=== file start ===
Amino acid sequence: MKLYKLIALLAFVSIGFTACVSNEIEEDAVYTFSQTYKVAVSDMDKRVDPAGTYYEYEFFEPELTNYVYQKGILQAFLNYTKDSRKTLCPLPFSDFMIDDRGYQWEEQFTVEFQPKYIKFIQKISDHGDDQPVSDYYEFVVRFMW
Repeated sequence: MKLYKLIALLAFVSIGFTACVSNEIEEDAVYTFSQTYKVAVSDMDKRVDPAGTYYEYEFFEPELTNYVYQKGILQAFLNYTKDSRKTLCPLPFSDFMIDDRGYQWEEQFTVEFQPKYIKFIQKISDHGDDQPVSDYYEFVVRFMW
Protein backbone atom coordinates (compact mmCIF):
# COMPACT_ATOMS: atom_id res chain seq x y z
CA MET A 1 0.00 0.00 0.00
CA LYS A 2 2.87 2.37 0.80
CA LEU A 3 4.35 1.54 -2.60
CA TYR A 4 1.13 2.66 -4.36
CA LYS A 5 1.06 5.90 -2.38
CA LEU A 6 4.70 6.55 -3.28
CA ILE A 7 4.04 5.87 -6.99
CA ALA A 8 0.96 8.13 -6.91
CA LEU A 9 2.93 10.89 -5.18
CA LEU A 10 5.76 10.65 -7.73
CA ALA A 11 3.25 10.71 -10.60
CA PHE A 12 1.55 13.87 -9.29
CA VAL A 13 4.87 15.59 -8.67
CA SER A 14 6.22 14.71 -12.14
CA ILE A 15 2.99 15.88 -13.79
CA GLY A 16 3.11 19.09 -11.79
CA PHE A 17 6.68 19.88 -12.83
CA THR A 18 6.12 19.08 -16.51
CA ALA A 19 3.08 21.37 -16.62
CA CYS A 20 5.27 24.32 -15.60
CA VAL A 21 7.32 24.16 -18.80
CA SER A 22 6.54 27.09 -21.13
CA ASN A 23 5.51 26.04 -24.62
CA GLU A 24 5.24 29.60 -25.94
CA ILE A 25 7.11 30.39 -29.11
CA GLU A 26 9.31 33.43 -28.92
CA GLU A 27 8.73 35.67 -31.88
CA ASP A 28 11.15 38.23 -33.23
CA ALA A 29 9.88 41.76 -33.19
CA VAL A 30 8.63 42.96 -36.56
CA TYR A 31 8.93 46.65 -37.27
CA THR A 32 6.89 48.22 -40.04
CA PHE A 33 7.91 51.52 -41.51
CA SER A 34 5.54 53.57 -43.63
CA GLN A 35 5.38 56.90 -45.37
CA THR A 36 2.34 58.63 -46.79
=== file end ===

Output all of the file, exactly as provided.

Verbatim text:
Amino acid sequence: MKLYKLIALLAFVSIGFTACVSNEIEEDAVYTFSQTYKVAVSDMDKRVDPAGTYYEYEFFEPELTNYVYQKGILQAFLNYTKDSRKTLCPLPFSDFMIDDRGYQWEEQFTVEFQPKYIKFIQKISDHGDDQPVSDYYEFVVRFMW
Repeated sequence: MKLYKLIALLAFVSIGFTACVSNEIEEDAVYTFSQTYKVAVSDMDKRVDPAGTYYEYEFFEPELTNYVYQKGILQAFLNYTKDSRKTLCPLPFSDFMIDDRGYQWEEQFTVEFQPKYIKFIQKISDHGDDQPVSDYYEFVVRFMW
Protein backbone atom coordinates (compact mmCIF):
# COMPACT_ATOMS: atom_id res chain seq x y z
CA MET A 1 0.00 0.00 0.00
CA LYS A 2 2.87 2.37 0.80
CA LEU A 3 4.35 1.54 -2.60
CA TYR A 4 1.13 2.66 -4.36
CA LYS A 5 1.06 5.90 -2.38
CA LEU A 6 4.70 6.55 -3.28
CA ILE A 7 4.04 5.87 -6.99
CA ALA A 8 0.96 8.13 -6.91
CA LEU A 9 2.93 10.89 -5.18
CA LEU A 10 5.76 10.65 -7.73
CA ALA A 11 3.25 10.71 -10.60
CA PHE A 12 1.55 13.87 -9.29
CA VAL A 13 4.87 15.59 -8.67
CA SER A 14 6.22 14.71 -12.14
CA ILE A 15 2.99 15.88 -13.79
CA GLY A 16 3.11 19.09 -11.79
CA PHE A 17 6.68 19.88 -12.83
CA THR A 18 6.12 19.08 -16.51
CA ALA A 19 3.08 21.37 -16.62
CA CYS A 20 5.27 24.32 -15.60
CA VAL A 21 7.32 24.16 -18.80
CA SER A 22 6.54 27.09 -21.13
CA ASN A 23 5.51 26.04 -24.62
CA GLU A 24 5.24 29.60 -25.94
CA ILE A 25 7.11 30.39 -29.11
CA GLU A 26 9.31 33.43 -28.92
CA GLU A 27 8.73 35.67 -31.88
CA ASP A 28 11.15 38.23 -33.23
CA ALA A 29 9.88 41.76 -33.19
CA VAL A 30 8.63 42.96 -36.56
CA TYR A 31 8.93 46.65 -37.27
CA THR A 32 6.89 48.22 -40.04
CA PHE A 33 7.91 51.52 -41.51
CA SER A 34 5.54 53.57 -43.63
CA GLN A 35 5.38 56.90 -45.37
CA THR A 36 2.34 58.63 -46.79